1. What was your inspiration for this book?
I love to read romance novels and thought it would be fun to write one that took place during the Gold Rush in San Francisco.
2. Would you classify your writing as plot driven or character driven?
Character driven, but they have to be doing something so plot is very important too. I start with two main characters, give them a history and create conflicts for them to overcome on their way to a happy ending. They take over from there.
3. Can you tell us a little about your main character?
Sarah O’Malley sings at the Jenny Lind Theater in San Francisco. Because there are so few women there, she is besieged by men, none of whom interest her until she meets dashing Richard Moresby. Patrick and Katie, the Irish couple who raised her, insist she have nothing to do with this English aristocrat. Torn between her loyalty to Patrick and Katie and her growing attraction to Richard, she must make a choice. Before Sarah and Richard can be together, they must face prejudice, a murder trial, a lynching party, a fire, and a terrible secret from Sarah’s past.
4. Which of your supporting characters was the most challenging to write?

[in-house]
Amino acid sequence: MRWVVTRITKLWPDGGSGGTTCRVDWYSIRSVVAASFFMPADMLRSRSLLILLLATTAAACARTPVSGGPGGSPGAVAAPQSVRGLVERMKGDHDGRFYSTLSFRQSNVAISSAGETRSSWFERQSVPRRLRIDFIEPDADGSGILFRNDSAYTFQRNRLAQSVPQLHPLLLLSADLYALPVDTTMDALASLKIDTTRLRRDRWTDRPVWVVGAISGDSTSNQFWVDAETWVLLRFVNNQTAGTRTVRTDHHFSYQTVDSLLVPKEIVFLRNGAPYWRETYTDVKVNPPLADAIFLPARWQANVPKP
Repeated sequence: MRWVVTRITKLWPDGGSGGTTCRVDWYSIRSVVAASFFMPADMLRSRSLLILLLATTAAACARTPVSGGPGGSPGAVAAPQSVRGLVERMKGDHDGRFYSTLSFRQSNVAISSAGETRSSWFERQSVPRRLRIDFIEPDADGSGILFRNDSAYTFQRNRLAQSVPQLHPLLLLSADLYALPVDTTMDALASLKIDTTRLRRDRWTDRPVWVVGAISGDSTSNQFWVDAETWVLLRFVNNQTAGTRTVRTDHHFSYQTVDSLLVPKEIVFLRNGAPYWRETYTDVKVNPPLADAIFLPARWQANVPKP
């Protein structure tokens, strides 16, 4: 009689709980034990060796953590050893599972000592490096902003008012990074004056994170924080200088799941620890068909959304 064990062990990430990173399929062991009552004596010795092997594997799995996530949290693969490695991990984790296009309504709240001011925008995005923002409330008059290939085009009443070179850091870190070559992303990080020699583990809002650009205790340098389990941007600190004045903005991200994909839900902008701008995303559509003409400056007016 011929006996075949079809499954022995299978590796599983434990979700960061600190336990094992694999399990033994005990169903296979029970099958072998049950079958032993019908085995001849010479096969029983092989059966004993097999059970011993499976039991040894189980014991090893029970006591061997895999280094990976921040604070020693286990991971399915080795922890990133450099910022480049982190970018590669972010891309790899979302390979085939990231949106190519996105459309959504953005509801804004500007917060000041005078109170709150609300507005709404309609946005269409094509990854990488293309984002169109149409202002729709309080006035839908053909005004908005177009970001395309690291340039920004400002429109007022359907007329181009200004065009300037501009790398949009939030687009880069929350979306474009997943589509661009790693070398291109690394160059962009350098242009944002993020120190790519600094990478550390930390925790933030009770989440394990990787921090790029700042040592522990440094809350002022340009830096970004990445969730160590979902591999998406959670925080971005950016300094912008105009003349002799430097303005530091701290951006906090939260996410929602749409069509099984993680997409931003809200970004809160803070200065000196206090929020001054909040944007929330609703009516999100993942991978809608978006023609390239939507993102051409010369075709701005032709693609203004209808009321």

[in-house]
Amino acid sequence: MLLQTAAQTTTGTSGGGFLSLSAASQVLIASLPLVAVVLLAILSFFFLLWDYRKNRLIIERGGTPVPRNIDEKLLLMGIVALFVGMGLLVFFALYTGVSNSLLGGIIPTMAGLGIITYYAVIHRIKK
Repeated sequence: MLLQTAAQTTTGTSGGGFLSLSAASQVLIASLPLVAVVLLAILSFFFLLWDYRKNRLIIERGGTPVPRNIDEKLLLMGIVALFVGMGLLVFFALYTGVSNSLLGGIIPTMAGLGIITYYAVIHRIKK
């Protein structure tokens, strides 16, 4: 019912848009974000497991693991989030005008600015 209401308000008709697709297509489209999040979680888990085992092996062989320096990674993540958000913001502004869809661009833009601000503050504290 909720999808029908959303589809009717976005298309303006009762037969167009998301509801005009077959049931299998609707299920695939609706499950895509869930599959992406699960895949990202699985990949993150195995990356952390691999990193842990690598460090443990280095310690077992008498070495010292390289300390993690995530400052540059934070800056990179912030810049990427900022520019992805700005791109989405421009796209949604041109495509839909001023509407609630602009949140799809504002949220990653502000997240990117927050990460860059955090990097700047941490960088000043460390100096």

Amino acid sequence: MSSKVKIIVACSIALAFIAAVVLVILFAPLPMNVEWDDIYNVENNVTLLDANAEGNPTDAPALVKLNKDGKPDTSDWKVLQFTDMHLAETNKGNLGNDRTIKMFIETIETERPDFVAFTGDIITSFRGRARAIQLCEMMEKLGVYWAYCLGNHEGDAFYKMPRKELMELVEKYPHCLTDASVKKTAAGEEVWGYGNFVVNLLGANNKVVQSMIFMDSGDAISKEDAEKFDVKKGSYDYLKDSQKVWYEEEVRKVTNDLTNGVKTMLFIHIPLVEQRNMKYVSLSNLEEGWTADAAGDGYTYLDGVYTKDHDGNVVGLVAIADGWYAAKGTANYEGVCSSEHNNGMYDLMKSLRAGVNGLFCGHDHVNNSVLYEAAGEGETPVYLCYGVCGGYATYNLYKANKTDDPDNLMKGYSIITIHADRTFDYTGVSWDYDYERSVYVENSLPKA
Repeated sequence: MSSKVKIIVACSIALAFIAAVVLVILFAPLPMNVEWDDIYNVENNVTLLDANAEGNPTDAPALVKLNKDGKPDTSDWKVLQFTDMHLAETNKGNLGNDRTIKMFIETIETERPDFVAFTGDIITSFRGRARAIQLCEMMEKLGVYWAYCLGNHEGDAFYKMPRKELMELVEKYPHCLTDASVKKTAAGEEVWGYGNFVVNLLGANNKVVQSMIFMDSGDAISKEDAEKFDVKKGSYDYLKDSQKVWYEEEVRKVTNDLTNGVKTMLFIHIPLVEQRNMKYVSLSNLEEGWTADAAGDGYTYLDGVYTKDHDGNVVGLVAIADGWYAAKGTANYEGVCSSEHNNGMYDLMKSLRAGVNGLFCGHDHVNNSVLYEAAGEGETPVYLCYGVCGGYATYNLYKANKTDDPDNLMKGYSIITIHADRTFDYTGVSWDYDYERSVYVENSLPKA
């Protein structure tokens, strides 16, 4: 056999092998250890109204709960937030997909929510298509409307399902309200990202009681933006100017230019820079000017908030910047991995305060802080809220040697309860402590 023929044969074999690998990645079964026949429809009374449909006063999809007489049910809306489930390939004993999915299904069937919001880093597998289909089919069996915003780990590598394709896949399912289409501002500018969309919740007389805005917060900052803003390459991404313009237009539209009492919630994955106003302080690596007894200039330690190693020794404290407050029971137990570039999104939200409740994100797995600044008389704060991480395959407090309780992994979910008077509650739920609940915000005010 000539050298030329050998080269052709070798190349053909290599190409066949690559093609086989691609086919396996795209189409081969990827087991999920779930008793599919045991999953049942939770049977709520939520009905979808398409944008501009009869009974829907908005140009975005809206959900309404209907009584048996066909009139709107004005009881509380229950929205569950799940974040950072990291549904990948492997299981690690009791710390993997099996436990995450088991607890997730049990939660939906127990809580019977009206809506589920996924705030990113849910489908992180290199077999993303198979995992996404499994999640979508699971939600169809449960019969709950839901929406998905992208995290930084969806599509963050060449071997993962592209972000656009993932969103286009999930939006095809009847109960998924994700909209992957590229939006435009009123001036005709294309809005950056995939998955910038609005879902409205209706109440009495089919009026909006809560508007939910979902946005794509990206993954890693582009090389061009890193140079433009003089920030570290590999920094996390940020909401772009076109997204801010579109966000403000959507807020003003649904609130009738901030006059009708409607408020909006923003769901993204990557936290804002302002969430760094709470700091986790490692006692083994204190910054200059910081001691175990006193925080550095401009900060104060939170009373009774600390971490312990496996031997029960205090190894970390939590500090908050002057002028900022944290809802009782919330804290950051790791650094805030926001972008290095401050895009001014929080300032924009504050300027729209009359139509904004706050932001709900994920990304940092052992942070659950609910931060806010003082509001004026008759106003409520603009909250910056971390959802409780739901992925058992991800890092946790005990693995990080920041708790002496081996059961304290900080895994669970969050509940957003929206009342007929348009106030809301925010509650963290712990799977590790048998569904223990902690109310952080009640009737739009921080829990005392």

I wanted to show how sailors were often robbed by their landladies, so I invented Sean. He appears in the street covered by only a blanket and asks the O’Malleys for help. Since he is a fellow Irishman, they bring him home and give him clothes. I had no intention of keeping him in the story, but he wouldn’t go away. He falls in love with Sarah and causes all sorts of trouble.
5. Without giving away too much, tell us a little about the main conflict in this book.
The major conflict is between Sarah’s loyalty to the O’Malleys and her love for Richard.
6. Why did you choose this genre?
I love to read romance novels because they have a happy ending.
7. What do you hope readers take away from this book?
That family loyalty and love bring happiness.
8. Who are your favorite authors?
Shakespeare, Dickens, Jane Austen
9. Do you have any interesting rituals or habits when you write?
On the wall in my writing room is a framed cartoon of a skeleton sitting in front of a computer with this caption: This is absolutely, positively the last rewrite. I glance at it often to remind me not to be discouraged by the many rewrites I have to do.
10. Can you tell us about any future projects?
I’ve had several requests from readers to continue the story of Sarah and Richard. I hadn’t planned to write a sequel, but I am seriously considering it now.
Sarah Darlin' is available now from Amazon.
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